All of the sentences above involve the use of metaphors. “The essence of metaphors,” Lakoff and Johnson argued in Metaphors We Live By, “is understanding one kind of thing in terms of another.”
(Sidebar: The Metaphors We Live By was one of the most influential books I read as an undergrad. It’s a mind-blowing read that’s well worth the time and money. Use the link above to grab yours from Amazon.)
Many of us don’t realize the power of metaphor even though our thinking is inherently metaphorical. For one thing, humans are generally very visual creatures, which is precisely why visual aids to goal setting help motivate us to actualize our goals.
But the more fundamental point about metaphors is that they have a powerful effect on our behavior. Since our behavior is partly determined by how we think about things, changing metaphors can have a powerful effect of changing behavior. Another important fact to remember is that metaphors do their work below the cognitive level – we don’t think about the associations, yet we act on those associations.
Take the way we think about time, for instance. Here’s the basic metaphor:
TIME IS MONEY
Though we generally think that we’re just making a quip, the reality is that we begin to think about time as though it were money. We think in terms of saving and spending time. We talk and think about actions that cost us or lost us time. Lastly, we think about giving each other time.
The point: it’s not that we think time is like money – rather, we begin to think about time in the way we think about money. Despite the fact that time can’t be saved, spent, lost, or given.
This view of time is related, but different, to another operating metaphor: that more quantity leads to more quality, or MORE IS BETTER. Thus, in the productivity community, getting more things done is inherently thought to be better than getting less done. We check our lists, not for the quality of the task, but the quantity of the tasks, and leave aside the question of whether or not the task actually brought about anything of value. Who cares? I got 43 things done today.
Of course, one of the most powerful metaphor sets involves the use of color. This became even more apparent to me when I started designing the Daily Productivity Heatmap and the Daily Productivity Planner because of my use of colors. I stated in my post about Heatmapping that I decided not to use black because it had a very negative connotation. Dark things, in our usual usage, have negative value.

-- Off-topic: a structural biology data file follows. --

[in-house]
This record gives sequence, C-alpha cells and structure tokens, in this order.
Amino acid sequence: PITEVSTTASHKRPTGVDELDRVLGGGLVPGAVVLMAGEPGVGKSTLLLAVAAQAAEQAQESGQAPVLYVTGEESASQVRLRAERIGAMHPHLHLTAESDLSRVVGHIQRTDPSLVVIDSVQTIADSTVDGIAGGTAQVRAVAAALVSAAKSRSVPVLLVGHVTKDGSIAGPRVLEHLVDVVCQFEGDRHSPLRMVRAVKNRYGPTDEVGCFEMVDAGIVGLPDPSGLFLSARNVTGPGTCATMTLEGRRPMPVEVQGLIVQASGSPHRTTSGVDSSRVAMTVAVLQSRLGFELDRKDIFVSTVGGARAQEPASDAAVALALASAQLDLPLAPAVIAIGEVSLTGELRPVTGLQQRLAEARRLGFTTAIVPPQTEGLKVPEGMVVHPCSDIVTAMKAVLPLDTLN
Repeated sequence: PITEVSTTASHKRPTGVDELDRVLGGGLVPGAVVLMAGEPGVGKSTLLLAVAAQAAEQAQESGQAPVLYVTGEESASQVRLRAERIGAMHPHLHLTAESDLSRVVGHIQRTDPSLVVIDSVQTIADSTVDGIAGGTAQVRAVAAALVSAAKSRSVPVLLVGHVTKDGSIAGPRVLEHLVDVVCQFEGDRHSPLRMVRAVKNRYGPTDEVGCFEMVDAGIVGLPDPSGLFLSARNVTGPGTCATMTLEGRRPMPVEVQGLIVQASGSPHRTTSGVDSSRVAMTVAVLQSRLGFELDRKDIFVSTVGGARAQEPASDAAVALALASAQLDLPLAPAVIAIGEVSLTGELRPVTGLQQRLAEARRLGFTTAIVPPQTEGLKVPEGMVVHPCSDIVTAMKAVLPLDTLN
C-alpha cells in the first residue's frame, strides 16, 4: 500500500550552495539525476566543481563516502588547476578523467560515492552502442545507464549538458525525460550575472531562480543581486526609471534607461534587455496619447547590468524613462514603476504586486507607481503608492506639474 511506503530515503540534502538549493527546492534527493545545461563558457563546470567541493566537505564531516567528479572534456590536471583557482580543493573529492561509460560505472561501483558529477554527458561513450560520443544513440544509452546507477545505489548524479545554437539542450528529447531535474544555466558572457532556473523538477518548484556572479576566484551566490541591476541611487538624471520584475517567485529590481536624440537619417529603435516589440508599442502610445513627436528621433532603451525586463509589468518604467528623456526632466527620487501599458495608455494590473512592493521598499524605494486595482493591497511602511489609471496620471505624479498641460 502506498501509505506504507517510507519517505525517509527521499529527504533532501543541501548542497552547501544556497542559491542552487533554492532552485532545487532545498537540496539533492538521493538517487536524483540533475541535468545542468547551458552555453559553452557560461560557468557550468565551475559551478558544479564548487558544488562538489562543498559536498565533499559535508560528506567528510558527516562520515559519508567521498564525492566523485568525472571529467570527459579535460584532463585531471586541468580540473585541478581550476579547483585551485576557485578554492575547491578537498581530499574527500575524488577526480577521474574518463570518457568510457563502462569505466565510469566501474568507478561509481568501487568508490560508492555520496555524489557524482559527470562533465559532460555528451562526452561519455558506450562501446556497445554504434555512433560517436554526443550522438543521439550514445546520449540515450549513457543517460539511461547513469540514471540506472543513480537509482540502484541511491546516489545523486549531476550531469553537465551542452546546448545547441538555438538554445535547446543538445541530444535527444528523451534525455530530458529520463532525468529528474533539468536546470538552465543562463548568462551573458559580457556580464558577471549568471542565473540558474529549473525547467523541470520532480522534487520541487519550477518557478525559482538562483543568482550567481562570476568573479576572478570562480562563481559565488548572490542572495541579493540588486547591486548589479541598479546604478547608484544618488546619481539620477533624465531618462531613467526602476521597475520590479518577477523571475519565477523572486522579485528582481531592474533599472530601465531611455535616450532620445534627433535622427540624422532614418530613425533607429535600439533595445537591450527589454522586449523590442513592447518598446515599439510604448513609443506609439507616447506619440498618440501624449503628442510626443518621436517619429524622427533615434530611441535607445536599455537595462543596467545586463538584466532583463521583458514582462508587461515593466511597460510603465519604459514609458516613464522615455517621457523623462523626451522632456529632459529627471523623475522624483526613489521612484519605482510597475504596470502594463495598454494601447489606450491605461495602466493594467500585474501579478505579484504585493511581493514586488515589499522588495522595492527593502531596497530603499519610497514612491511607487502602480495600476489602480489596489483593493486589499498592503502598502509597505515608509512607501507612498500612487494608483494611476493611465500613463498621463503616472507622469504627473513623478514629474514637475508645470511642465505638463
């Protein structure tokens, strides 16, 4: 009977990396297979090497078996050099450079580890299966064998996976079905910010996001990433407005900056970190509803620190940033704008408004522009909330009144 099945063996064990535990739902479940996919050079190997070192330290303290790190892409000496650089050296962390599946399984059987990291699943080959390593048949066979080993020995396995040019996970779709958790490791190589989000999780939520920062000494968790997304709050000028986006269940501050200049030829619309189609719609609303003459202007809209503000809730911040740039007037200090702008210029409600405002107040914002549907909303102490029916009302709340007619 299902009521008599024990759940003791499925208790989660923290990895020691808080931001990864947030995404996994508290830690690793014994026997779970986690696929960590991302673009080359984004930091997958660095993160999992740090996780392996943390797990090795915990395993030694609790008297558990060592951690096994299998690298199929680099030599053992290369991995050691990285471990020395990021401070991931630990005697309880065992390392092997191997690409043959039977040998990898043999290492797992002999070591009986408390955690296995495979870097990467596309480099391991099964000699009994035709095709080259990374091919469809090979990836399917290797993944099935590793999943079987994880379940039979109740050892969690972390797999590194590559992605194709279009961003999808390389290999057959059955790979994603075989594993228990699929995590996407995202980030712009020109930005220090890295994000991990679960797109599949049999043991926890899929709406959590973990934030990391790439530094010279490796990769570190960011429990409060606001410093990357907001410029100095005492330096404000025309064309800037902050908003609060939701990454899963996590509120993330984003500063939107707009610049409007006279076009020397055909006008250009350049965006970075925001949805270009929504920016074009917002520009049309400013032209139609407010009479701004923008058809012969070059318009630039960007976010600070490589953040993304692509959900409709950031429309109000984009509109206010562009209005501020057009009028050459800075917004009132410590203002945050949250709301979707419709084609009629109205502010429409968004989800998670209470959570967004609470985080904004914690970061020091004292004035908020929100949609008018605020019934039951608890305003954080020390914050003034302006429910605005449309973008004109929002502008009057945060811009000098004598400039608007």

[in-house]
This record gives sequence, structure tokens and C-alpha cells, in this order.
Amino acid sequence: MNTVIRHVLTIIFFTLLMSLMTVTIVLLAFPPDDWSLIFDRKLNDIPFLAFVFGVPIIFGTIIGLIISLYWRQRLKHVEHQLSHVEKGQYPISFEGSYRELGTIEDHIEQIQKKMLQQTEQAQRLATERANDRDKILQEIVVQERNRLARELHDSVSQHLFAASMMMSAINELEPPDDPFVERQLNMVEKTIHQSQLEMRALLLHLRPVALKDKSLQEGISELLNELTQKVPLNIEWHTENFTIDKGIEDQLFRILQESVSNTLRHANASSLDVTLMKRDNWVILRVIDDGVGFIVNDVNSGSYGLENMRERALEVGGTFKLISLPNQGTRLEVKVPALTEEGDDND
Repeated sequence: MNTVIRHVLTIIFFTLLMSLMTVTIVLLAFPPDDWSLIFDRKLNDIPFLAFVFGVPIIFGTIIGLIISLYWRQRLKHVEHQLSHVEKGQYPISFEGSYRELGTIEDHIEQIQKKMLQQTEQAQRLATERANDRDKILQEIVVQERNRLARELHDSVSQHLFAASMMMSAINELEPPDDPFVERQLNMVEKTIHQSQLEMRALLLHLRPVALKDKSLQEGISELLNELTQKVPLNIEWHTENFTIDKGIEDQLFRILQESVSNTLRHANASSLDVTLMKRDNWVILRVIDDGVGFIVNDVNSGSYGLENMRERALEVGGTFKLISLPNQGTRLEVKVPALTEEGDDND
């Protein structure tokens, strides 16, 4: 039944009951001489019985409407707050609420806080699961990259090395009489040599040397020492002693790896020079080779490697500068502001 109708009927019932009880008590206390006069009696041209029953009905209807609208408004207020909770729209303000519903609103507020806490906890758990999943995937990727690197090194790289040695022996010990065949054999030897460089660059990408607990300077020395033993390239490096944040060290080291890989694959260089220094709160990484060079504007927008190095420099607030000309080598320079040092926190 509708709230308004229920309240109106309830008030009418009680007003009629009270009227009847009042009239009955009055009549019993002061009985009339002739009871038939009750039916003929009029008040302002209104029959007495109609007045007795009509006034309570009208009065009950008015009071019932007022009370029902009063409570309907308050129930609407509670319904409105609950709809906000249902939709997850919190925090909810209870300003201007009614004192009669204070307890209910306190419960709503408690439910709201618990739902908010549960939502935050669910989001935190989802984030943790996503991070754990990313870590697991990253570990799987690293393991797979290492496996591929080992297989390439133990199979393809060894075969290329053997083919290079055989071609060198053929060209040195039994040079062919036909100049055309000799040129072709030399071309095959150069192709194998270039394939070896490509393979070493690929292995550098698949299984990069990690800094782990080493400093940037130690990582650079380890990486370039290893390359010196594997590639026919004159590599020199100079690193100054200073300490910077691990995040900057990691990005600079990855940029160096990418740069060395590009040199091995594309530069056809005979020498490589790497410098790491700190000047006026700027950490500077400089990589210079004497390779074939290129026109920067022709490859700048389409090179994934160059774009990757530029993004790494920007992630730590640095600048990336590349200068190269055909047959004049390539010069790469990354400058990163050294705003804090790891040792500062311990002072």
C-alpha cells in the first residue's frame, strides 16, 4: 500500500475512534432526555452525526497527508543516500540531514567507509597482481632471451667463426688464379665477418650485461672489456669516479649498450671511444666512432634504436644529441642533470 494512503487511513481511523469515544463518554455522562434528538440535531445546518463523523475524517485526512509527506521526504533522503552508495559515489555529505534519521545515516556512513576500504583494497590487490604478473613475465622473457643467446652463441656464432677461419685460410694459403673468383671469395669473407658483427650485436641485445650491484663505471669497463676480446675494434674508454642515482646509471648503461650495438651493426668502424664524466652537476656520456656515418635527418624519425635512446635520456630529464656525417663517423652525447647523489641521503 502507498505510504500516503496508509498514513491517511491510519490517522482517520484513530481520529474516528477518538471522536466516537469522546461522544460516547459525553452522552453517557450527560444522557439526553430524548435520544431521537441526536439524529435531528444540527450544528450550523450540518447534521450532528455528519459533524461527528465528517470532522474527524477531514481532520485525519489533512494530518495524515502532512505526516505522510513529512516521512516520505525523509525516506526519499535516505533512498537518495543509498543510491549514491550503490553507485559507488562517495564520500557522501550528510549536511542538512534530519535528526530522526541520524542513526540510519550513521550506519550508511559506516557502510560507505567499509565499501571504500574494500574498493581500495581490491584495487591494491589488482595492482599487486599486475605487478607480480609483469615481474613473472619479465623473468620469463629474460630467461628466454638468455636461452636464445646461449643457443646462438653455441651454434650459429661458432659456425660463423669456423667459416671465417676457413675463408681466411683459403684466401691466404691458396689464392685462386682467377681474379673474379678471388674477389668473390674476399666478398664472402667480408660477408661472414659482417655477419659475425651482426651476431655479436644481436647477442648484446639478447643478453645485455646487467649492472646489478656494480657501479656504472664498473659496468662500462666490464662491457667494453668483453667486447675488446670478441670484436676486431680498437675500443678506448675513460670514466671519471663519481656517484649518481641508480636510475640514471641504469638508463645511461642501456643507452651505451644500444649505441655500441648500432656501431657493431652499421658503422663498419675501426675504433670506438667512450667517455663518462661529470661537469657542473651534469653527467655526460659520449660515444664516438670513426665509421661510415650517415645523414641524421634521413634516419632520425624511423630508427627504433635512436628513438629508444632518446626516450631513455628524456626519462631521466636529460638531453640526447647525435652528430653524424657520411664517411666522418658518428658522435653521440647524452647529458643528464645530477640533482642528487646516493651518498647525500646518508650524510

But I also had to explain orange and red, which we normally use to communicate caution or importance, respectively. Think about all of the orange things that are used as warning signs, or how red is used to arrest our attention.
I’m sure many of you instantly thought “STOP!” after the second image, even though no word indicated the meaning of the symbol.
Another thing that confused people about the Productivity Heatmap was that I presented time in a circular fashion rather than in a linear fashion. Understanding time in the circular way more clearly shows the relationships between the hours, days, weeks, and years than the linear fashion does – and it should be noted that understanding time in a linear fashion is a very recent metaphor in human culture.
I worry about how the “Getting Things Done” phrase is affecting our thinking and practice. For one thing, it already carries with it the implicit MORE IS BETTER metaphor, which should make us pause to start with. But it also carries with it the idea that PRODUCTIVITY IS ABOUT THINGS. The combination of those two metaphors is that MORE PRODUCTIVITY EQUALS MORE THINGS DONE.
If metaphors affect our behavior, then it’s time to abandon Getting Things Done as a metaphor. Productivity is not about things, and getting more done does not necessarily make us more productive. Sometimes the best thing that you can do to boost your productivity is to quit doing so much.
Remember that metaphors do their work below the level of our cognitive awareness. On the one hand, we can know that productivity is not about things and that getting more done does not necessarily make us more productive, yet on the other, we can still understand and behave under the GETTING THINGS DONE model.
Which of the metaphors that you live by need some revision?
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